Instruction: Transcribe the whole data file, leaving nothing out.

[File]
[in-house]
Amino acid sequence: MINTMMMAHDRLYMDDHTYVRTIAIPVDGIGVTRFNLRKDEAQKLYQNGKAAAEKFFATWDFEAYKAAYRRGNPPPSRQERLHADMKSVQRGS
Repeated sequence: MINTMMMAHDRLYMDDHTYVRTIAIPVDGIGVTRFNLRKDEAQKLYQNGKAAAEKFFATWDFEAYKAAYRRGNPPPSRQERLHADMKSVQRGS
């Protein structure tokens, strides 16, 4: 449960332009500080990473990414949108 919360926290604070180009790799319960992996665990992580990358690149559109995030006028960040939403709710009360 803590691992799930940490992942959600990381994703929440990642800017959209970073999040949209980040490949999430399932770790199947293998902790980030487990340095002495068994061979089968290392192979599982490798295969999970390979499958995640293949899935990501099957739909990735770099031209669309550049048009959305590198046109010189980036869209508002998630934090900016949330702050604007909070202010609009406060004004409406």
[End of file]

[in-house]
Amino acid sequence: MINTMMMAHDRLYMDDHTYVRTIAIPVDGIGVTRFNLRKDEAQKLYQNGKAAAEKFFATWDFEAYKAAYRRGNPPPSRQERLHADMKSVQRGS
Repeated sequence: MINTMMMAHDRLYMDDHTYVRTIAIPVDGIGVTRFNLRKDEAQKLYQNGKAAAEKFFATWDFEAYKAAYRRGNPPPSRQERLHADMKSVQRGS
């Protein structure tokens, strides 16, 4: 449960332009500080990473990414949108 919360926290604070180009790799319960992996665990992580990358690149559109995030006028960040939403709710009360 803590691992799930940490992942959600990381994703929440990642800017959209970073999040949209980040490949999430399932770790199947293998902790980030487990340095002495068994061979089968290392192979599982490798295969999970390979499958995640293949899935990501099957739909990735770099031209669309550049048009959305590198046109010189980036869209508002998630934090900016949330702050604007909070202010609009406060004004409406």